>While git itself is open source, almost nothing else that Github does is open.

This makes it sound like Github develops and open sources git, which it doesn't. They just built on top of it and have no control over the roadmap.

Quite true. I hadn't meant to make that implication but it is too late to edit.

I'd like a Linux port, too! Open source would help with that :)

Github lives on money. Their product happens to deal with (open) source code.

Here's as close to an official response that I've seen publicly: http://www.quora.com/Why-is-GitHub-for-Mac-not-open-sourced/...

This is true, but I think the amazing thing about free software is it is free to use however you'd like. Just like free speech, sometimes the outcome of FOSS isn't completely desirable.

Again, lots of good has come from GitHub, not limited by:


Publicity of Git

Awesome free hosting for countless FOSS projects!

It's surprising that a closed source company can be so successful with open source developers. The reason is because it's free for open source projects.

EDIT It's the same motivation as Oracle's recent "reverse engineering" drama, they don't want you to have the source. Will this end up true: those who sacrifice freedom for free deserve neither ?

[BTW: Franklin's "essential liberty" was actually self-government requiring taxation - like github charging; "purchase a little temporary security" was gifted funds for defense of the frontier - like donatiomware (e.g. OpenSSL after heartbleed). https://www.lawfareblog.com/what-ben-franklin-really-said ]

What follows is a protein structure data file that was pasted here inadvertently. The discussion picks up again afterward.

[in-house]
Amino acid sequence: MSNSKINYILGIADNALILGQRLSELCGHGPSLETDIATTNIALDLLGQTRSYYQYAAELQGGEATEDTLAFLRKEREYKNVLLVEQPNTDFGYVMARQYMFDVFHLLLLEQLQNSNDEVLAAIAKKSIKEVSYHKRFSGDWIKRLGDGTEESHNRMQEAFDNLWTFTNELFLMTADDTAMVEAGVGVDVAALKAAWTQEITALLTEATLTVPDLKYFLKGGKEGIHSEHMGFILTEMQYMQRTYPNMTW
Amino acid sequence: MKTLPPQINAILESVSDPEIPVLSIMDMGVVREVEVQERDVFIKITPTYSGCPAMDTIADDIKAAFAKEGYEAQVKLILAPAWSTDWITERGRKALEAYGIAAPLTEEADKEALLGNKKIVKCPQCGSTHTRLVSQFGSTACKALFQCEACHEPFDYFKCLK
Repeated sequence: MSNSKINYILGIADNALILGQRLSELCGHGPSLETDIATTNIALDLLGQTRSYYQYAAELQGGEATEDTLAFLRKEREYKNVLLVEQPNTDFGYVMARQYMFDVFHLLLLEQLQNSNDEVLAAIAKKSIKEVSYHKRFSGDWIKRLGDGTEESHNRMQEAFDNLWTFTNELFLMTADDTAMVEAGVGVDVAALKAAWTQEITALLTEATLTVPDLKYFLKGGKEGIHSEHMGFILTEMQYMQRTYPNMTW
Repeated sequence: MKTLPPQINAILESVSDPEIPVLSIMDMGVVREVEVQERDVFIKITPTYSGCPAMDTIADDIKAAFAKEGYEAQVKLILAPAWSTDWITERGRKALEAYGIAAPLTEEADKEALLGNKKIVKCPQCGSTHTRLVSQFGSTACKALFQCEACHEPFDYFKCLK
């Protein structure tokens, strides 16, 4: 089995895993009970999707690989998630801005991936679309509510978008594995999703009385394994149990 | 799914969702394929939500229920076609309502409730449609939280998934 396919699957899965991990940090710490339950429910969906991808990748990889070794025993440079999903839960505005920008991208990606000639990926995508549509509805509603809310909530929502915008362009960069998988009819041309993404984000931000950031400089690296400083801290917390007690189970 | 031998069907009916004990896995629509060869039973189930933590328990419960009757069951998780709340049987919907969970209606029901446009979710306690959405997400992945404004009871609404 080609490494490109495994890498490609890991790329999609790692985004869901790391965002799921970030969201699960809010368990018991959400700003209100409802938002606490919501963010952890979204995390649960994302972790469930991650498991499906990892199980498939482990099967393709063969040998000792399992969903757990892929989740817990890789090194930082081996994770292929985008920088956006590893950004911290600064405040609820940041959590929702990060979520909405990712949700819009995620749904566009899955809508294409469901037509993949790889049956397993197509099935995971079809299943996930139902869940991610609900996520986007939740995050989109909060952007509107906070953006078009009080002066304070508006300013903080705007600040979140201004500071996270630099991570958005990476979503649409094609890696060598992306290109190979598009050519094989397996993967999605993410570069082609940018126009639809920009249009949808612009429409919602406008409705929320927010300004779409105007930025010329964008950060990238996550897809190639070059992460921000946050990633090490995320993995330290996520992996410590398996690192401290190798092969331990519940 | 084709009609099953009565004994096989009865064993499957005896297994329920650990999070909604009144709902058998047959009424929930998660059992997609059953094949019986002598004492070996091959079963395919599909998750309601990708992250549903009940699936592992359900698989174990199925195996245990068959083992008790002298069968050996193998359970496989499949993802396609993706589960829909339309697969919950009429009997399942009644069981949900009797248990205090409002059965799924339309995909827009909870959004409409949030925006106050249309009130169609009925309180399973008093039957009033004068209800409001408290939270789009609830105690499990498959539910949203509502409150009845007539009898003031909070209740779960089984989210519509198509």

Exactly, it's somewhat ironic.

You could also say that it's ironic that people who are concerned with openness of source code would choose to host it on a proprietary platform. But hey, it's super convenient. (I do it too, but let's not kid ourselves.)

Both open source and close source have their place, and a bias towards either should be avoided. It frustrates me that so many view the two as mutually exclusive company decisions.

That's just a further proof point that open-source is not a panacea: it sometimes gets in the way of running a business.

There would be no github without git.

Necessary but not sufficient. There would be no free GitHub repos for open source without the income from the closed source repos that pay for them. As usual, open source is subsidized by closed source.

Maybe not "github" repos, but other public git repos would pop up. Suggesting that open source wouldn't have distribution is ignorant of the origins of open source.

This is a straw man. I nowhere suggest that open source would not have distribution.

GitHub isn't just 'distribution' it has required a huge amount of investment and focus by individuals who need to make money to feed their families and prosper.

The fact that it is GitHub that we're talking about, and the fictional repos that you imagine would spring up proves the point - in the real world, open source is subsidized by closed source.

Github's business isn't open source software. It's selling subscribers the ability to host private (as well as public) repositories.